Air and spacecraft as art.
- By Sam Goldberg
- Air & Space magazine, July 2001
There are photographers who express in their work aviation's speed and power; others have a knack for revealing the personalities of individual airplanes. Cheryl Rossum, whose 1967 degrees from Barnard College is in art history and literature, has something different to say.
The photographs in this collection were commissioned by the Northrop Corporation for its 1978 and 1982 annual reports and by the Loral Corporation in 1993. Although the expression "museum quality" is often used in connection with Rossum's photographs, her pictures have never been exhibited in a gallery or museum. This we consider a classic case of, if you'll excuse us, underexposure.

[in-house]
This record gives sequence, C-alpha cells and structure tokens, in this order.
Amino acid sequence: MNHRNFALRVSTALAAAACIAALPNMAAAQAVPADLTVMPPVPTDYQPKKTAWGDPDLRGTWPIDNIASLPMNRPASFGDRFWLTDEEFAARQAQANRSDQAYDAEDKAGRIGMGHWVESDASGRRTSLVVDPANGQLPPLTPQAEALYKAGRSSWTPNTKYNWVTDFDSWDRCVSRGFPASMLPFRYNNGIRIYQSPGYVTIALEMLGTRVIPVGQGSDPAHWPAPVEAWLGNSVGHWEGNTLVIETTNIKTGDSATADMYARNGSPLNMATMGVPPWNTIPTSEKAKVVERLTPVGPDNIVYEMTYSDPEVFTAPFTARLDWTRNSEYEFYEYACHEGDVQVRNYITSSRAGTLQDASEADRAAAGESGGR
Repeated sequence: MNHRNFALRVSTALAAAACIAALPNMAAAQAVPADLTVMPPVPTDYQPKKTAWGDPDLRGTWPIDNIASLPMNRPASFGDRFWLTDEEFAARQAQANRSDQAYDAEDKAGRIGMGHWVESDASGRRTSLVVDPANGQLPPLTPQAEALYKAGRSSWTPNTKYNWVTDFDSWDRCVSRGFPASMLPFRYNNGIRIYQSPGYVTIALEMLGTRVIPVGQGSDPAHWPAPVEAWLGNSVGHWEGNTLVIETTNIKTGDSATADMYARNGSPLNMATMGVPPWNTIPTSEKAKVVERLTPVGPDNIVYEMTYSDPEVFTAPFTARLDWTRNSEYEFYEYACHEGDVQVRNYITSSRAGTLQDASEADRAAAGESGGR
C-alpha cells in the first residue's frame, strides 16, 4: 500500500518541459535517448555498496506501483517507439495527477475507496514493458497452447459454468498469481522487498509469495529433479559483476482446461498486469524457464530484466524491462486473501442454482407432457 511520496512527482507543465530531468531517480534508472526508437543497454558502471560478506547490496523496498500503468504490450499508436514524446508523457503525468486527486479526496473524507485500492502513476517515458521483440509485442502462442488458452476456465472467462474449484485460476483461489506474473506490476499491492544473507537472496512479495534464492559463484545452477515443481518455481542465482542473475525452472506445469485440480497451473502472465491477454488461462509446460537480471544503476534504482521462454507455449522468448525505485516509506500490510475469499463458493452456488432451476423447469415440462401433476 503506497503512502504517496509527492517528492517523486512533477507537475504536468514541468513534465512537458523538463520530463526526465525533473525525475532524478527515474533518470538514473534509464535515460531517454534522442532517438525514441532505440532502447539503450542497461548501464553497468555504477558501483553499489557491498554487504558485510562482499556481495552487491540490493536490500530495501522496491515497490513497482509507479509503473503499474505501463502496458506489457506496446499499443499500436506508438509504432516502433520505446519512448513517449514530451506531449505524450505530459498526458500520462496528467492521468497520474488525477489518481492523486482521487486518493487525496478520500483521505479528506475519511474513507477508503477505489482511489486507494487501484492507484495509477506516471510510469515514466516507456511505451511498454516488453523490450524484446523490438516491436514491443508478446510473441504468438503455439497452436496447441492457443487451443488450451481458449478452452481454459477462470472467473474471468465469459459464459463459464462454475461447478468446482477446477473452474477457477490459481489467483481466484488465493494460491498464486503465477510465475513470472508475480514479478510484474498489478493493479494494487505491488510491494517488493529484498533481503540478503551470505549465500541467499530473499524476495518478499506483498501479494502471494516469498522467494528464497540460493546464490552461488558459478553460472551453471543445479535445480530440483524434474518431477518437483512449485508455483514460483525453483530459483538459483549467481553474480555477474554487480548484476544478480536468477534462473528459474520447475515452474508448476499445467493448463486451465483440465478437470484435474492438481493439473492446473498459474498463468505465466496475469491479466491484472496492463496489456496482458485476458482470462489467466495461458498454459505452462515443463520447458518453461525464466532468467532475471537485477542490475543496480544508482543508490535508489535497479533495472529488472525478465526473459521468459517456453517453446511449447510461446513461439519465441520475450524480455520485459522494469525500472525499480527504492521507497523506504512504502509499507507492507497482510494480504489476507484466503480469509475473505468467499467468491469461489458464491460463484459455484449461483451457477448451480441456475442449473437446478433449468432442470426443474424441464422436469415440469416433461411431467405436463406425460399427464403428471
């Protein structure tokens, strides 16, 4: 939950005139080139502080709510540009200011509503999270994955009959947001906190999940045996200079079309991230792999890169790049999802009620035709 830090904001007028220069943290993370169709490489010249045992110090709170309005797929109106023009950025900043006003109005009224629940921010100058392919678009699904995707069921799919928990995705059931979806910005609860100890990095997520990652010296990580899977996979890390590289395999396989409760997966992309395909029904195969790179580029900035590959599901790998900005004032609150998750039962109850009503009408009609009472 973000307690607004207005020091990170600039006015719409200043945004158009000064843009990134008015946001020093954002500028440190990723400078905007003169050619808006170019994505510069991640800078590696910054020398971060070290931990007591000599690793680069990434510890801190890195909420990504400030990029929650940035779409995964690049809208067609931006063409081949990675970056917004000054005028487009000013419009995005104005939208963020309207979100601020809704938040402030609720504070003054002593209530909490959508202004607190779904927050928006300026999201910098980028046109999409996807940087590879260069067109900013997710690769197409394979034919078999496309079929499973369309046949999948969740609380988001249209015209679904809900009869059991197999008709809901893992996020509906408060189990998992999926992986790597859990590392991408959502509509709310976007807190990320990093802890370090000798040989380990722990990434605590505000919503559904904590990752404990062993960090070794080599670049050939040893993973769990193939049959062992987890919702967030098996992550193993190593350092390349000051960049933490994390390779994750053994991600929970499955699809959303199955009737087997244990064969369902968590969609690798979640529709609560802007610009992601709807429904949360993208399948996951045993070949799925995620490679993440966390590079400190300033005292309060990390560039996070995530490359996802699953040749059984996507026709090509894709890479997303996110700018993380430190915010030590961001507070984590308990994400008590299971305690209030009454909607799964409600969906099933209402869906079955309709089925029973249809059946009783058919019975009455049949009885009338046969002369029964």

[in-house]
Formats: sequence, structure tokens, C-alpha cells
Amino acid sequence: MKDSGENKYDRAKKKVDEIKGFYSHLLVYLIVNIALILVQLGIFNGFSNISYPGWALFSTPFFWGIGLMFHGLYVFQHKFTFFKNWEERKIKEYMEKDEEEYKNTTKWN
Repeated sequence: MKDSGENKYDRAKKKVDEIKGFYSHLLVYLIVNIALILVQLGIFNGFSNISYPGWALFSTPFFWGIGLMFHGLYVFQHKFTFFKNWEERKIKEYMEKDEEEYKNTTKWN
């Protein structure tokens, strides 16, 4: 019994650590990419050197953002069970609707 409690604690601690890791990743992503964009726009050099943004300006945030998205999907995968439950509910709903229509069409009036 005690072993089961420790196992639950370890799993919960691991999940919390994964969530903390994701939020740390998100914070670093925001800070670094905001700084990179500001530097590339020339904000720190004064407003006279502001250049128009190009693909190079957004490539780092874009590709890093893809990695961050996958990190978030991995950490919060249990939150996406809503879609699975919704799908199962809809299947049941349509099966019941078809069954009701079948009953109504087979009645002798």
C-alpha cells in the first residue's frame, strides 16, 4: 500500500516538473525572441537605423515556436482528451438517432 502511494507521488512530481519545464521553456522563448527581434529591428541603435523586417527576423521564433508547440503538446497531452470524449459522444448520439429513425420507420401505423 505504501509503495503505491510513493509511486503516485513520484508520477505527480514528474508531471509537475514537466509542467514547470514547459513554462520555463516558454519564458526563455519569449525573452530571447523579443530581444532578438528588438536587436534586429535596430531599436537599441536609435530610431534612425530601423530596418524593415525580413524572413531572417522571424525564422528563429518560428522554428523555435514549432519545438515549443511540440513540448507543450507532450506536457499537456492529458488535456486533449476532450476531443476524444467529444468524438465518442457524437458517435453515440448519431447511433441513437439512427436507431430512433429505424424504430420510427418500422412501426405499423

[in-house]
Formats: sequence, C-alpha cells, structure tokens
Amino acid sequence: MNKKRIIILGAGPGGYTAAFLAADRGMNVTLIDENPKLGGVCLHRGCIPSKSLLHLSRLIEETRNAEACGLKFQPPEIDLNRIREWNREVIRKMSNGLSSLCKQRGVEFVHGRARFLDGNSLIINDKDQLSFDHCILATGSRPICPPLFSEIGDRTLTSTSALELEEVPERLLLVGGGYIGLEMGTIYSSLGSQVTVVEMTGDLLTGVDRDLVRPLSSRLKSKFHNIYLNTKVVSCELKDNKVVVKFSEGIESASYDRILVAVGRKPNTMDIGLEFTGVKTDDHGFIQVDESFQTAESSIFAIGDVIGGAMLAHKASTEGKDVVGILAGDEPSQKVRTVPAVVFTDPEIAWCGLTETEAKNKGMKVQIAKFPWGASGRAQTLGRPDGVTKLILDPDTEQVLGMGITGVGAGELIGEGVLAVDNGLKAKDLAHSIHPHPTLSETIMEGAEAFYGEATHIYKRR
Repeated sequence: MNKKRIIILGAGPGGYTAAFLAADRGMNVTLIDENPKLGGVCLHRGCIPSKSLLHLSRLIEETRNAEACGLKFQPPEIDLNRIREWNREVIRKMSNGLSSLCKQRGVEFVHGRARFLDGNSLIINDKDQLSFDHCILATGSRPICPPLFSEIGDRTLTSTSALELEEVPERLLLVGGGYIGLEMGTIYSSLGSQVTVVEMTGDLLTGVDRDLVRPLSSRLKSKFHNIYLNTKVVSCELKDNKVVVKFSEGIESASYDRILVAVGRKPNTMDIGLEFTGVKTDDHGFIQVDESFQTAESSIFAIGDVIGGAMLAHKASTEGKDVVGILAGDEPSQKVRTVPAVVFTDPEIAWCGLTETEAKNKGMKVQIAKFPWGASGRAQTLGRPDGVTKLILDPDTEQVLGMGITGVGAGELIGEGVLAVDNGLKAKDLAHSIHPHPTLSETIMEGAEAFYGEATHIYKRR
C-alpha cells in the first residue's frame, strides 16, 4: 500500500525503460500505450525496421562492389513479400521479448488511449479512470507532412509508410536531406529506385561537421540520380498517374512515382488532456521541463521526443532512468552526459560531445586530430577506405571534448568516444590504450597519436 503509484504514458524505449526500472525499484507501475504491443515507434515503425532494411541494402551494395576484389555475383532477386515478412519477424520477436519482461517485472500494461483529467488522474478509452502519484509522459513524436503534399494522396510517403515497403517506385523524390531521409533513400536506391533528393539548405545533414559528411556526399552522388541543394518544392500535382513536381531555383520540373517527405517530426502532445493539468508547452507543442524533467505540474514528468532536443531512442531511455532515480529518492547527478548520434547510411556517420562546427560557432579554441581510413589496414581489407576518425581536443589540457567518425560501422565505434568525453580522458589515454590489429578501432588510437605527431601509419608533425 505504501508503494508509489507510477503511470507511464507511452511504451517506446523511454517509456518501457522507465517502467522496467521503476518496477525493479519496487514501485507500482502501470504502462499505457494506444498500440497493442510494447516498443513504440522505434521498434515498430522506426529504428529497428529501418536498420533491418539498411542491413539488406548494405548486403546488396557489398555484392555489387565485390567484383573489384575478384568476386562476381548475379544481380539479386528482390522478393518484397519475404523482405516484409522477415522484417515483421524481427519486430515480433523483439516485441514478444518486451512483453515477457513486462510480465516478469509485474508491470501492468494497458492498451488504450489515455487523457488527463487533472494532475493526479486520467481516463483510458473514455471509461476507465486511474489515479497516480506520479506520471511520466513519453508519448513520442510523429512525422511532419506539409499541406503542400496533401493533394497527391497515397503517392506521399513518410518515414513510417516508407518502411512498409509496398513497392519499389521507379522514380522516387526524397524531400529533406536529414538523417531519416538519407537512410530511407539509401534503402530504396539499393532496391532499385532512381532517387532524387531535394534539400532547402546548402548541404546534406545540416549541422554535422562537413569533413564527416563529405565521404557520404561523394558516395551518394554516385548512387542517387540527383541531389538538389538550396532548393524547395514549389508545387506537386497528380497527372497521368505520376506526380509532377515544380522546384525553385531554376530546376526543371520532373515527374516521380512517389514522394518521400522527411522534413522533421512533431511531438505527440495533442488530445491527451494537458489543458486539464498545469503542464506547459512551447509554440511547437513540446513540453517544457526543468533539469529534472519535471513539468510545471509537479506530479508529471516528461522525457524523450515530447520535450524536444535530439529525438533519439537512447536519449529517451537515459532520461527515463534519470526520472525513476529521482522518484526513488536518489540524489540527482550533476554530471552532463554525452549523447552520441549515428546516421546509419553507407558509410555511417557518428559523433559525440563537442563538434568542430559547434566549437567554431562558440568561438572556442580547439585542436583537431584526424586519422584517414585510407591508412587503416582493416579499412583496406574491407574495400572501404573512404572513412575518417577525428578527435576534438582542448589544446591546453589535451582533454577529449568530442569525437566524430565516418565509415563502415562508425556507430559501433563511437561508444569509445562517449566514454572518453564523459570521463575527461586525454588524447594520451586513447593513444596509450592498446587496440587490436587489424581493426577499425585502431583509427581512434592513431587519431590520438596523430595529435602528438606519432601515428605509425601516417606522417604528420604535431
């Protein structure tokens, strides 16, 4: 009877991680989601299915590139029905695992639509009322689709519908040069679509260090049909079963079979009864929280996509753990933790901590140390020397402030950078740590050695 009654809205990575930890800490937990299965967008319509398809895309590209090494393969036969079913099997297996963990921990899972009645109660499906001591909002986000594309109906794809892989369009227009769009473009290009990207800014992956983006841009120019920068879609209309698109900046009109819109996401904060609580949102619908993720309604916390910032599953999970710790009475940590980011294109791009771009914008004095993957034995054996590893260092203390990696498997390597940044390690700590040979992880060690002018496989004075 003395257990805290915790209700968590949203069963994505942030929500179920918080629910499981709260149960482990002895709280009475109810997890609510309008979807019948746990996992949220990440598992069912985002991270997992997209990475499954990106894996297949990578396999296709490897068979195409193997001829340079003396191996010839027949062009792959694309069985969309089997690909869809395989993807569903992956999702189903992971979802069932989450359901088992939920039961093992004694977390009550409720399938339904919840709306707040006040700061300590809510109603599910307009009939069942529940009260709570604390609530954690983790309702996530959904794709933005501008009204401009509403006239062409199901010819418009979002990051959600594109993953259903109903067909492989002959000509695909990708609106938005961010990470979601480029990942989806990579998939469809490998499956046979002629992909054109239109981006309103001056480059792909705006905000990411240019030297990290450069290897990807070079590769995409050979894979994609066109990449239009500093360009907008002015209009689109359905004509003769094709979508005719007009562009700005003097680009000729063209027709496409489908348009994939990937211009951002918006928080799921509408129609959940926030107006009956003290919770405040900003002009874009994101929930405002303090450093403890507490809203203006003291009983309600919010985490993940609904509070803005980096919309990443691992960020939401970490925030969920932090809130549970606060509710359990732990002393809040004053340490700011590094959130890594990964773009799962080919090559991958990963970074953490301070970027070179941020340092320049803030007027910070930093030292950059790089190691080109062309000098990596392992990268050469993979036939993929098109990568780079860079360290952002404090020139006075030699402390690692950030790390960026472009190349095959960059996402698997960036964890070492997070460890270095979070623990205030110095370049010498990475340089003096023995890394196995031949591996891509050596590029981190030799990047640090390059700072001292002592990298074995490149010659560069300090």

"There is a taint in a sense by being a 'commercial' photographer," Rossum says of her relationship with the art world. As a commercial photographer "you need to be either old or dead to be considered artistic."
Alisa Zamir, design director and executive vice president of the graphic design firm Taylor & Ives, had worked with Rossum on projects for the New York Stock Exchange before hiring her for the Loral Corporation's annual report. "We already had enough photographs of people in la lab wearing bunny suits," Zamir says of the routine portrayal of aerospace technicians in clean rooms. She knew she'd get something "intelligent" from Rossum, who hadn't so much as held a camera before her first full-time job--as a photographer's assistant--but had achieved a small degree of fame in 1975 for a stunning treatment of industrial subjects she photographed for the annual report of Combustion Engineering.
Even if you've spent a lifetime studying airplanes or working with aerospace components, we doubt you've seen the in quite the way Cheryl Rossum shows them to you.